“I know my salespeople.”
On the surface this simple four word sentence sounds pretty innocuous, doesn’t it? It certainly doesn’t sound like something that should cause alarm.
But that’s exactly what it does for us. When our account leaders hear this from a sales manager that they are tasked with serving, we know that we are in for a bumpy start to our relationship. When we hear this during a sales call with prospective clients, we instantly know that our own sales job just got a lot harder.
We recognize that the nature of our company likely causes knee-jerk reactions for some managers. Our company systemically dissects companies’ sales data to find the most impactful drivers of success and failure in their sales organizations. Individual rep skills, tendencies and biases always factor into our calculus. Absent a deeper understanding of our mathematical approach and our mission to truly complement their skills as managers, natural defense mechanisms kick in for a few managers. For these managers, “I know my sales reps” is just a more dignified way of saying “Bugger off eggheads! I have worked hard to get my team this far and your team of math geeks will never know more about my reps than I do.”
We take no offense to the characterization and some managers quickly drop their defenses. Others dig their heels in.
Our technical output allows sales managers to see very clearly all of the factors that make individual opportunities more likely or less likely to close. The factors might include things like the price of the deal, a buyer’s history, the product or products being sold, age of the opportunity, velocity at which the deal progressed through various stages, activities, or engagement data that has been captured by other technologies. For tenured reps, the output is heavily influenced by the individual rep’s historical performance in each of the areas. It also includes a recorded history of how the rep feels about a deal’s likelihood to close.
We have come to learn that this last point – the rep’s feelings – are usually what sales managers are attaching to when they say “I know my salespeople.” Tenured managers develop this sense over time on their periodic pipeline reviews or forecast calls. After these calls, the manager will speak with a Sales V.P. and say things like:
“Bob is perpetually optimistic, so I am highly doubtful that he is going to land this whale.”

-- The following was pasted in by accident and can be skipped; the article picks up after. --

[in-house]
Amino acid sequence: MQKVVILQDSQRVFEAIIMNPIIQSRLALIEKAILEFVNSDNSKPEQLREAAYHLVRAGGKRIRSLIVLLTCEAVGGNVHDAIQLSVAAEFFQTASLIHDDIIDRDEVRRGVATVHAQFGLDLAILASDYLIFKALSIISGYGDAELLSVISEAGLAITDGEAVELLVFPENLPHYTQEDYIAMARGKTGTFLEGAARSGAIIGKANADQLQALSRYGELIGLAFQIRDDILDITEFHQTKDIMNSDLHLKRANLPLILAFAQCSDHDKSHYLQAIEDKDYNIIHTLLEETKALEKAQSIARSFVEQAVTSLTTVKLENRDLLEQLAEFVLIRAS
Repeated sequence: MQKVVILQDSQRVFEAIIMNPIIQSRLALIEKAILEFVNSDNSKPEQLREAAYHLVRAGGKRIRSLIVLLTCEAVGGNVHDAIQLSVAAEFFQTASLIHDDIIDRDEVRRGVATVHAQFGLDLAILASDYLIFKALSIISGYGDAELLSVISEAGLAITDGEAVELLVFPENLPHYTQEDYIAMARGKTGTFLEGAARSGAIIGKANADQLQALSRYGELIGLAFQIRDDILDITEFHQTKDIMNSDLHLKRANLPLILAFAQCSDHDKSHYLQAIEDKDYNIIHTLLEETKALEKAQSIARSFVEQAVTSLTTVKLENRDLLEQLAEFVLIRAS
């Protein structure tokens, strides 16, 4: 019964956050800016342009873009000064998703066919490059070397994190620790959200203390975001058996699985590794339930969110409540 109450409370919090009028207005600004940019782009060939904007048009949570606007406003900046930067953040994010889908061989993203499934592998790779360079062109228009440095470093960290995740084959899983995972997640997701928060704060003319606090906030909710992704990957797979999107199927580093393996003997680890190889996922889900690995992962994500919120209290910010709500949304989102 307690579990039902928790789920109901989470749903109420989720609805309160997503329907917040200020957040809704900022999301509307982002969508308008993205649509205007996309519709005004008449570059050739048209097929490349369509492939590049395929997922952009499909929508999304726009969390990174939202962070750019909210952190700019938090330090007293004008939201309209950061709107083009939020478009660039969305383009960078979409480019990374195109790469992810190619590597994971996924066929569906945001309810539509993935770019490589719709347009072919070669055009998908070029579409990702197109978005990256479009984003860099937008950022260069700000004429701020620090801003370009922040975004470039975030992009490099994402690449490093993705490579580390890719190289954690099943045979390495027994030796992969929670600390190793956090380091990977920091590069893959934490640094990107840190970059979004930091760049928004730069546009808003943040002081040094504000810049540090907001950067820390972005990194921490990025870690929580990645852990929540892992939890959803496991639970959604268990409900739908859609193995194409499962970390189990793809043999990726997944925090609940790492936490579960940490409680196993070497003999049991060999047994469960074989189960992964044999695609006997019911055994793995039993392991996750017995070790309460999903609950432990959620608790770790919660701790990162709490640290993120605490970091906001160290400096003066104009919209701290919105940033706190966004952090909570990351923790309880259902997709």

“Diane is a sandbagger. All her deals are showing that they are in early stages, but she always comes through in the end, so I will just put her at quota.”
“Ed’s committed deals never seem to be on time, but they always come in, so I will put half of them this month and half next month”
As it turns out, many of these managers are often directionally correct. So what’s the big deal then?
These generalizations, based on solid observations over time, in all likelihood will help achieve marginally better sales forecasts. Sales forecasting is an important component of many sales managers’ jobs. However, it is never the primary role for which managers were hired. Sales managers’ first responsibility must be to help drive sales for their organizations. We find that most managers who continue to express some form of “I know my salespeople” inhibit their own ability to drive sales.
Let’s use the above example of “Bob the Optimist” to illustrate this point:
For argument’s sake, let’s say that we can quantifiably prove that Bob aggressively counts his chickens before they hatch. That doesn’t make him a bad sales rep. It makes him a bad forecaster. Presumably, he still wins contracts or we would be talking about an ex-employee named Bob instead of his forecast. So all we really know about Bob is that he is good enough to not get fired and that he regularly has disappointing surprise losses.
Bob doesn’t know why he is losing these deals. Bob is doing the sales equivalent of spiking the football on the 1-yard line when he embarrassingly commits deals that he doesn’t win. His manager, who presumably was hired to help Bob ensure Bob’s success, doesn’t know why these deals are losing or he would have saved Bob some embarrassment and ensured that Bob understood the obstacles that are reducing the likelihood of this deal closing.